Friday, December 2, 2011

Central Bank of Kenya Hikes Rate 150bps to 18.00%

The Central Bank of Kenya upped its benchmark lending rate by 150 basis points to 18.00% from 16.50% previously, and held the Cash Reserve Ratio at 5.25%.  The central bank Governor, Njuguna Ndung'u, said: "The Committee noted that although supply shocks continued to drive domestic prices upwards, demand driven inflation pressures arising from the growth of private sector credit continued to persist.  In addition, it was noted that there were exchange rate risks emanating from uncertainty in the global financial markets due to the debt crisis in the eurozone. In order to address these risks, the Committee considered it necessary to further tighten the monetary policy stance at the margin."

At its previous meeting the CBK increased the interest rate by 550bps to 16.50% and raised the Cash Reserve Ratio by 50bps to 5.25%.  That move followed a 400bp increase of the interest rate to 11.00% at its October meeting, after raising 75bps in September, and previously increasing, and subsequently decreasing the discount window rate by 75 basis points to 6.25%.  The Kenyan central bank last increased the benchmark lending rate by 25 basis points in May this year.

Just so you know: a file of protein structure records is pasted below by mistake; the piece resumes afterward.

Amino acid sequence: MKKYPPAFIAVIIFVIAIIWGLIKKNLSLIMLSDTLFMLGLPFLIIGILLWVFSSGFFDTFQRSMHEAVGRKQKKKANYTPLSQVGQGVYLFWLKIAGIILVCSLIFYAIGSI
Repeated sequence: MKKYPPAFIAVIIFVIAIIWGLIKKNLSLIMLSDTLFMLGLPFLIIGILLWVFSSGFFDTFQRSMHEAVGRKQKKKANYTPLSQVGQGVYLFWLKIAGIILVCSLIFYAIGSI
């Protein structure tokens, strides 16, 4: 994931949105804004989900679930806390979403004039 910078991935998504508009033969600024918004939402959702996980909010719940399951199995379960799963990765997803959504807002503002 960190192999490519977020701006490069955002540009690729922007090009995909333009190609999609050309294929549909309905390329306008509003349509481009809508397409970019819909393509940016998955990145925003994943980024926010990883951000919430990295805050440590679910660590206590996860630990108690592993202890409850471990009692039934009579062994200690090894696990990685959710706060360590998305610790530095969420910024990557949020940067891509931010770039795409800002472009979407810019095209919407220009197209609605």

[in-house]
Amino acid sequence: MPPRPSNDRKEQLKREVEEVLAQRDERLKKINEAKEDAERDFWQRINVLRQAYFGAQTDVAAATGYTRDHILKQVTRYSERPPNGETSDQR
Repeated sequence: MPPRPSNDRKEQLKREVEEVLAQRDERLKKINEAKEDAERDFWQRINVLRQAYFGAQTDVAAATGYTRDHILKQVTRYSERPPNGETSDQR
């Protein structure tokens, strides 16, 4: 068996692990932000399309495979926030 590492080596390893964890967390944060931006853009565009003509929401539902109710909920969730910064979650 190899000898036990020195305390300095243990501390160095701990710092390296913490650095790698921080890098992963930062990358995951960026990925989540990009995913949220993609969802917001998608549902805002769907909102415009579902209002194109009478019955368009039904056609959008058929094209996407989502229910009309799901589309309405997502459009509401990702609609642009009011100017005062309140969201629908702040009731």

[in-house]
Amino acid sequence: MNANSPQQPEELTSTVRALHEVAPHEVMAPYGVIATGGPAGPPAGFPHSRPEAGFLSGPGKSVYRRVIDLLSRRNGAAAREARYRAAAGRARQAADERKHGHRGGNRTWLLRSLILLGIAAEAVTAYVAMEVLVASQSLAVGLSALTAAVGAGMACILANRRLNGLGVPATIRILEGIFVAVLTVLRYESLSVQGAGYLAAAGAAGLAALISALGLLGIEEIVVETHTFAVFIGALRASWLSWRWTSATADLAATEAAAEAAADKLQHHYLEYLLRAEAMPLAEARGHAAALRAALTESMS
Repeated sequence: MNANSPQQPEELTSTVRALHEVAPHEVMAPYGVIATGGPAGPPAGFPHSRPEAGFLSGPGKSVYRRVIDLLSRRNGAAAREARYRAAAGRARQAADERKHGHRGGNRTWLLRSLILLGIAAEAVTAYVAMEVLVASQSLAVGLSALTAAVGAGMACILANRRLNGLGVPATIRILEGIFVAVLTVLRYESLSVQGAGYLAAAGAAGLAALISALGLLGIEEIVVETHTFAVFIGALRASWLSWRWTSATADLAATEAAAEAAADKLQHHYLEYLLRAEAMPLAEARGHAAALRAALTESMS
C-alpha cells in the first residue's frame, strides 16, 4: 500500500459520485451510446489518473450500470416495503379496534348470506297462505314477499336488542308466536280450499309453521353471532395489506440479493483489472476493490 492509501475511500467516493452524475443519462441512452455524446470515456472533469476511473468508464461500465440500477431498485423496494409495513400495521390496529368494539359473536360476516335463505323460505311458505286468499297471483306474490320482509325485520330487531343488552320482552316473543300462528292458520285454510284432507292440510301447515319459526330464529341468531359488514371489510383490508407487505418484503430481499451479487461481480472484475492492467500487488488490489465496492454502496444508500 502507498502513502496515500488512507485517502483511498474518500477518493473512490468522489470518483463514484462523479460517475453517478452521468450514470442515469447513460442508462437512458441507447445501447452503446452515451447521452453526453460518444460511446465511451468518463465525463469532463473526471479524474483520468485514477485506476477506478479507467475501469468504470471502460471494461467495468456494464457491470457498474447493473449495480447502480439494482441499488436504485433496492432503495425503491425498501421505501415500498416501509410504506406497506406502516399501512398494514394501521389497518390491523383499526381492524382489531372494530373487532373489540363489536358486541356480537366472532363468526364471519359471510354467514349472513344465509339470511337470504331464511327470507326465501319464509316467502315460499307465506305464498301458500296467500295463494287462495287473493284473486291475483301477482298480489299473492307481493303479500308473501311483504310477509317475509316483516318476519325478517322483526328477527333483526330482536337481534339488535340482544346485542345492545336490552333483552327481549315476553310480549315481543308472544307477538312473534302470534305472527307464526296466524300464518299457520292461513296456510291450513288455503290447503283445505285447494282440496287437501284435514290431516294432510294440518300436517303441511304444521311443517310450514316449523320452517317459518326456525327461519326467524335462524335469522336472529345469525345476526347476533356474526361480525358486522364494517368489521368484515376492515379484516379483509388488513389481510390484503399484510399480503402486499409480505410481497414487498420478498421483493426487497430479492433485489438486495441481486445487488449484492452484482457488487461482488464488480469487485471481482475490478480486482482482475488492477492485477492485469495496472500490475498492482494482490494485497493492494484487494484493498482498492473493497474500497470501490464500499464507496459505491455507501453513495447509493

Kenya experienced annual headline inflation of 19.72% in November, up from 18.91% in October, 17.3% in September, 16.7% in August, up from 15.5% in July, and up sharply from 9.19% in March this year, according to inflation data from the Kenya National Bureau of Statistics.  The Central Bank of Kenya has an inflation target of 5 percent.  

Kenya reported seasonally adjusted GDP growth of -4.6% in Q2, compared to +2% in Q1.  
A Kenyan Ministry of Finance official noted that Kenya is expected to record economic growth around 5-5.5% this year, and 6% next year.  

The Kenyan Shilling (KES) has weakened about 11% against the US dollar so far this year (having weakened by as much as 31%); meanwhile the USDKES exchange rate last traded around 89.95


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